MU LibraryFINDGET HELPSERVICESABOUT Skip to main content

Annotated Bibliographies: Steps in Creating an Annotated Bibliography

Research Help

Best Resources for your Discipline

Get started with the Library's Research LibGuides which provide access to the best books, articles, Internet sites, media, and statistics on a variety of topics.

http://guides.monmouth.edu

Monmouth University Books

                                                                      

Check for books on your research topic in the Monmouth University Library online catalog.

 You can search by keyword, title, author, or subject.

Google Scholar

Google Scholar Search

1) Locate Materials on Your Topic

Select a topic you can manage in the timeframe you have to complete your project. Narrow down the topic if it is too broad.

Locate books, periodicals, and documents that may contain useful information and ideas on your topic.

  • Briefly examine and review the actual items.
  • Select those works that provide a variety of perspectives on your topic for inclusion in your annotated bibliography.

2) Cite Materials

Cite the book, article, or document using the appropriate style required by your instructor - APA, MLA, Chicago.

For examples see guide tabs.

3) Write Annotation

Write a concise annotation that summarizes the central theme and scope of the book or article. Check with your instructor on the type of annotation you are required to write. The two basic types are descriptive and evaluative annotations. The annotation is usually 50 - 150 words.

Descriptive annotations (also known as "informative" annotations) provide only a summary of the author's main ideas. Descriptive annotations are typically two to three sentences long and describe the content but include no critical remarks evaluating the source’s quality.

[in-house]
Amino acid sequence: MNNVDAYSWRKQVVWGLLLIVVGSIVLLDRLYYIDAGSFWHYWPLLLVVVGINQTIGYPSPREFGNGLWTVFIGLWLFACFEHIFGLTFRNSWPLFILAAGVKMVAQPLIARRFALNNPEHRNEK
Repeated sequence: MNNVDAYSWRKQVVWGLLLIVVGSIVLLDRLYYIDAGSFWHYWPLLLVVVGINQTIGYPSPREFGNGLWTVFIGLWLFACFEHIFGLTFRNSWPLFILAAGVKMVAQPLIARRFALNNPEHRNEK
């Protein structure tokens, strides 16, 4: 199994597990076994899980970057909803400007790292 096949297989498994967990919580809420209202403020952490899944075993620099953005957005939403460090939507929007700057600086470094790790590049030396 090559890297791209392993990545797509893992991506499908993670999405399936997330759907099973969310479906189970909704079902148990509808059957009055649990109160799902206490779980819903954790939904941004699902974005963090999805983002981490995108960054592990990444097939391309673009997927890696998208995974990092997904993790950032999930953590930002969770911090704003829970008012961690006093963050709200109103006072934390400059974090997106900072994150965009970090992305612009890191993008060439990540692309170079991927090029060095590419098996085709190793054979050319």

Descriptive annotations may include the following types of information:

  • The main purpose of the work
  • Intended audience of the work
  • Background or credibility of the author
  • The conclusion or results of the work

Evaluative annotations (also known as "critical" annotations) summarize the essential ideas in a document and provide judgments—negative, positive, or both—about their quality. Evaluative annotations are typically three to four sentences long. Evaluative annotations usually begin with broad comments about the focus of the source then move to an evaluation of the source.

Evaluative annotations may contain the following type of information:

  • The importance of the work’s contribution to the literature of the subject
  • The author’s bias or tone
  • The author’s qualifications for writing the work
  • The accuracy of the information in the source
  • Limitations or significant omissions
  • The work’s contribution to the literature of the subject
  • Comparison with other works on the topic

Reading a Scholarly Article

Anatomy of a Scholarly Article: NCSU Libraries

Clues for identifying a scholarly article.